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Marketing is the process of interesting potential customers and clients in your products and/or services. The key word in this marketing definition is "process"; marketing involves researching, promoting, selling, and distributing your products or services.
It's a huge topic, which is why there are tomes written on marketing, and why you can take a four-year marketing degree. But essentially marketing involves everything you do to get your potential customers and your product or service together.
When you're putting together a marketing program for your business, concentrate on the basics, the four key components of any marketing plan: Products and Services, Promotion, Distribution, and Pricing.
The name of the game in marketing is attracting and retaining a growing base of satisfied customers. Creating and implementing a marketing plan will keep your marketing efforts focused and increase your sales.
Started from a garage in California's Menlo Park in 1976, Apple Inc. has grown into the largest company in the world by market capitalization. With over 100,000 employees worldwide and $233 billion in revenue in 2015, if Apple was a country, its market capitalization would make it the 20th largest country in the world by GDP.
In addition to developing the Apple I and Apple II lines of personal computers starting in 1976, Apple co-founder Steve Jobs went on to develop a number of unique and innovative technology products, including the Mac computer, the iPod, iPhone, iPad, Apple TV, and the Apple Watch.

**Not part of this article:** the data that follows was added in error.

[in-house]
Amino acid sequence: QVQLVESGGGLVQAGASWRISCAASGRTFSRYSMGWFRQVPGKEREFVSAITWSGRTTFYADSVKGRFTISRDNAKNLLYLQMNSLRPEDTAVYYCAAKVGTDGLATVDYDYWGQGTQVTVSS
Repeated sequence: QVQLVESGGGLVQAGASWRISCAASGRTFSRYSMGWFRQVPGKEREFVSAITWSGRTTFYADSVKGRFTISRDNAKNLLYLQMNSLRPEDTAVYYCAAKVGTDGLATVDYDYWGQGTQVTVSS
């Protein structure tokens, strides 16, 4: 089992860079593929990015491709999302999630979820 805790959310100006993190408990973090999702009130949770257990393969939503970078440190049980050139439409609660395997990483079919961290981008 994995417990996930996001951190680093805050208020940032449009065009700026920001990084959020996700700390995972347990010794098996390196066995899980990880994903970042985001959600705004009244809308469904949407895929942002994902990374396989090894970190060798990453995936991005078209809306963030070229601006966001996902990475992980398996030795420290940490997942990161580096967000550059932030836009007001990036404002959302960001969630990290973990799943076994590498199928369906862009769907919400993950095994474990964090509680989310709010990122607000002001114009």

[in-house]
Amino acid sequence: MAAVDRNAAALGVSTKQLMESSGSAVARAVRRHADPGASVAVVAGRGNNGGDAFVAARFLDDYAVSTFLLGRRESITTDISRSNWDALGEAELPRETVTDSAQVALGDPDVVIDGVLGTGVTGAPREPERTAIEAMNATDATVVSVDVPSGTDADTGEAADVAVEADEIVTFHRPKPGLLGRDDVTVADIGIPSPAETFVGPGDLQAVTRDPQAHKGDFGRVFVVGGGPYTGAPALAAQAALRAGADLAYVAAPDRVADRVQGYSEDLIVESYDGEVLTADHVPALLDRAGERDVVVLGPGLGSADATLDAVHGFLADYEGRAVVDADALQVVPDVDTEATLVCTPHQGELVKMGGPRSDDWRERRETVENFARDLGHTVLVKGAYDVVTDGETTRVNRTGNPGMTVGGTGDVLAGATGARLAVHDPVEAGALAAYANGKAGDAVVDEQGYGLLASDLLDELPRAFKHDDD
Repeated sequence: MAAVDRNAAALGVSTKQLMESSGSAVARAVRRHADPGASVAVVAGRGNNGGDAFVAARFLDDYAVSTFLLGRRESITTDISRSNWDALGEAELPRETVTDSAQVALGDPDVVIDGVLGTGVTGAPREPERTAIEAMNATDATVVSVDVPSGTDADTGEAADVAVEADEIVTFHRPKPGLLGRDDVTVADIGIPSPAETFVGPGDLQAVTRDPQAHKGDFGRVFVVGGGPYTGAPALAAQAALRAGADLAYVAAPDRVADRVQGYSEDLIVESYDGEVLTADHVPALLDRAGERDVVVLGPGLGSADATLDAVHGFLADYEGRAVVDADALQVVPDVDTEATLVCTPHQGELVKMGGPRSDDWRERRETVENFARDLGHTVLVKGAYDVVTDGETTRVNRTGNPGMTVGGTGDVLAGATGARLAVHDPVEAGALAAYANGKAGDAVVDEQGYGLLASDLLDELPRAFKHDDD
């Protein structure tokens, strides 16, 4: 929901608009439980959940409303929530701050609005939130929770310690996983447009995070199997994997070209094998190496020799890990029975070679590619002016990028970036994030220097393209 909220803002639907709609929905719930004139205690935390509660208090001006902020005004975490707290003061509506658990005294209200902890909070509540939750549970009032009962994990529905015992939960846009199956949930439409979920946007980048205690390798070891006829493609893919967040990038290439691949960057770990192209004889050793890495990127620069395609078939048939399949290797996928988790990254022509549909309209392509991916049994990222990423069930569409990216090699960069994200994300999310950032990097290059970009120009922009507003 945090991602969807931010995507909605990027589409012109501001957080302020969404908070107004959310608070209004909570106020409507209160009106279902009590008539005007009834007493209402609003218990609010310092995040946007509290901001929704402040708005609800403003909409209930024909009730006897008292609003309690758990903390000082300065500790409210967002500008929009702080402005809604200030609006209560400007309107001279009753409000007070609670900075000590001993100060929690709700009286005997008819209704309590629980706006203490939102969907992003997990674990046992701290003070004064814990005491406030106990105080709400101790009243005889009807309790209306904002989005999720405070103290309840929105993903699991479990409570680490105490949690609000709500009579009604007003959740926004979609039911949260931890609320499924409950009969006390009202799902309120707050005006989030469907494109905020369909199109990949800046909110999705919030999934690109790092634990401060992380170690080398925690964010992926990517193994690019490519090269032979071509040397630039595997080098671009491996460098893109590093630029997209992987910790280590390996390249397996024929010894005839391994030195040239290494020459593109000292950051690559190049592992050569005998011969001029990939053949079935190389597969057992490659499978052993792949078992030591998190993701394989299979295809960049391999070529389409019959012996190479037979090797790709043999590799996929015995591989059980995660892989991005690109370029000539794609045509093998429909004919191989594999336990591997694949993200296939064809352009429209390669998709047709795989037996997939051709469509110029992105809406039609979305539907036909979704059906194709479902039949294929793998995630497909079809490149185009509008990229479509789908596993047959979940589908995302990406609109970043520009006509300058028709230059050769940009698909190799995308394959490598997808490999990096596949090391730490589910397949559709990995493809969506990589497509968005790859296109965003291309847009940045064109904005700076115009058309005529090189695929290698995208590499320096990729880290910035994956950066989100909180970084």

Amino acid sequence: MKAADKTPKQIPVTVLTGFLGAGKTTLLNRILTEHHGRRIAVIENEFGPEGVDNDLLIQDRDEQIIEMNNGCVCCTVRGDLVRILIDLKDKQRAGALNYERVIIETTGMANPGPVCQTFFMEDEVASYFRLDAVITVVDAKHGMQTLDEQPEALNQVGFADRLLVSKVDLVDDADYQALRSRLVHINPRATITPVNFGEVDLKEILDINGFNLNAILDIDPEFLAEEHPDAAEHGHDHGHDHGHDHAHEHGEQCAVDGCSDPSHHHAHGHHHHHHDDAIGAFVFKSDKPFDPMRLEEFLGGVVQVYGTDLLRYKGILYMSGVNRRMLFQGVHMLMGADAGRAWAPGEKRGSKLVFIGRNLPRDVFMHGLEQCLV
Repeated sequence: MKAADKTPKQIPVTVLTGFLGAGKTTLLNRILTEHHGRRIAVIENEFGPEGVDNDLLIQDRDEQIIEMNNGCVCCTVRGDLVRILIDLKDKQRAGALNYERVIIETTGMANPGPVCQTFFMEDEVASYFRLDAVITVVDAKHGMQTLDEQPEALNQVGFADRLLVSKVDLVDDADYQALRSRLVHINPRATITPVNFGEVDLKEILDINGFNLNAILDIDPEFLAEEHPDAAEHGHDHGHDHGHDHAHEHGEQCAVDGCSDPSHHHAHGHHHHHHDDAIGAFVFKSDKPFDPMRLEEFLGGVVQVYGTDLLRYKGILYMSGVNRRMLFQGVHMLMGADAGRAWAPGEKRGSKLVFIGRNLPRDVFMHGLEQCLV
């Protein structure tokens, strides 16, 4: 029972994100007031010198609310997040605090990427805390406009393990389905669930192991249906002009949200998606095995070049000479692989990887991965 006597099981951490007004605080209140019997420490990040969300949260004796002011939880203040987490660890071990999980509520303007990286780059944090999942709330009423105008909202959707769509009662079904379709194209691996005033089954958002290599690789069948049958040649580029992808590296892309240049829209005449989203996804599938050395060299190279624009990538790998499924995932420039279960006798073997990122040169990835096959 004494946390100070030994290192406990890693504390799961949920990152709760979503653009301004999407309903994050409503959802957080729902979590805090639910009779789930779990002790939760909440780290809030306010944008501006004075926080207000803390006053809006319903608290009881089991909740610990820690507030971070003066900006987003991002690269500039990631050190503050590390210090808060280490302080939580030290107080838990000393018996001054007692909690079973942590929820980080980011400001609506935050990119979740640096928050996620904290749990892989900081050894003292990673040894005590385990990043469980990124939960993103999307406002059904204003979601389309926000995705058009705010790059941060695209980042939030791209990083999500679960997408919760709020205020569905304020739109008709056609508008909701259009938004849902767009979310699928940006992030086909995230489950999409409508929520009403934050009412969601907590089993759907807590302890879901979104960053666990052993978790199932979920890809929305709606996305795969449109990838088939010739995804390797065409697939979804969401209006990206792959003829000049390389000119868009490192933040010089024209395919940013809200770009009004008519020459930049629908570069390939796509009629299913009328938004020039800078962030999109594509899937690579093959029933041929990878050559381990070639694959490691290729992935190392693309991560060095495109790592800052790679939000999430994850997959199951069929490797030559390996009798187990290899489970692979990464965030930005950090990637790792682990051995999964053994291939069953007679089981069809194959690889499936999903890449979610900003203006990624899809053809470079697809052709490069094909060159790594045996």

While Steve Jobs is considered a technical genius, he was also a brilliant marketer.
Apple co-founder Steve Wozniak once said that marketing was Jobs' greatest skill. His keynote introduction of the iPhone on the Macworld stage in 2007 with his trademark "One More Thing..." joke is still regarded as one of the finest marketing performances ever.
Apple's 1984 Super Bowl ad for the launch of the Macintosh is widely considered to be the best Super Bowl commercial ever. The decision to proceed with the ad was highly controversial within Apple. The board of directors was not in favor of the ad, viewing it as costly and a slap in the face to competitor IBM. However, Jobs loved the ad and offered to pay for the airtime. Within the first 100 days of releasing the ad, Apple recorded $150 million in sales of the Macintosh.
Jobs had a passion for making innovative, beautifully designed products for the mass market.
“I love it when you can bring really great design and simple capability to something that doesn’t cost much,” he once stated. “It was the original vision for Apple. That’s what we tried to do with the first Mac. That’s what we did with the iPod.” (Smithsonian.com)
Beauty and simplicity became core brand values of Apple, but while many Apple products were very good at marketing themselves, Jobs recognized early on that he needed to integrate form, function, and great marketing to become really successful, and by doing so he propelled Apple into one of the world's most recognized consumer brands.
Even when Apple was not first out of the gate with a revolutionary new product, it was often the company that took an existing product, re-engineered it in a unique fashion, developed a brilliant marketing campaign, and make it into an enormous commercial success. The iPhone is such an example, which when released destroyed competitors such as Nokia and Blackberry within a few years.
Apple's marketing success revolves around building and sustaining brand loyalty. Apple customers tend to be extremely loyal to the brand and many devoted Apple fans will purchase every new release of an Apple product. It is not uncommon for consumers to line up for hours or days for a new iPhone or other Apple product release. According to a 2014 Morgan Stanley Research study, Apple's iPhone has a 90 percent brand retention rate over Samsung, LG, etc.
Apple is a consistent winner of awards for marketing excellence, including:
Marketing Example: One of the maxims of marketing is that a profitable sales volume is more desirable than the maximum sales volume.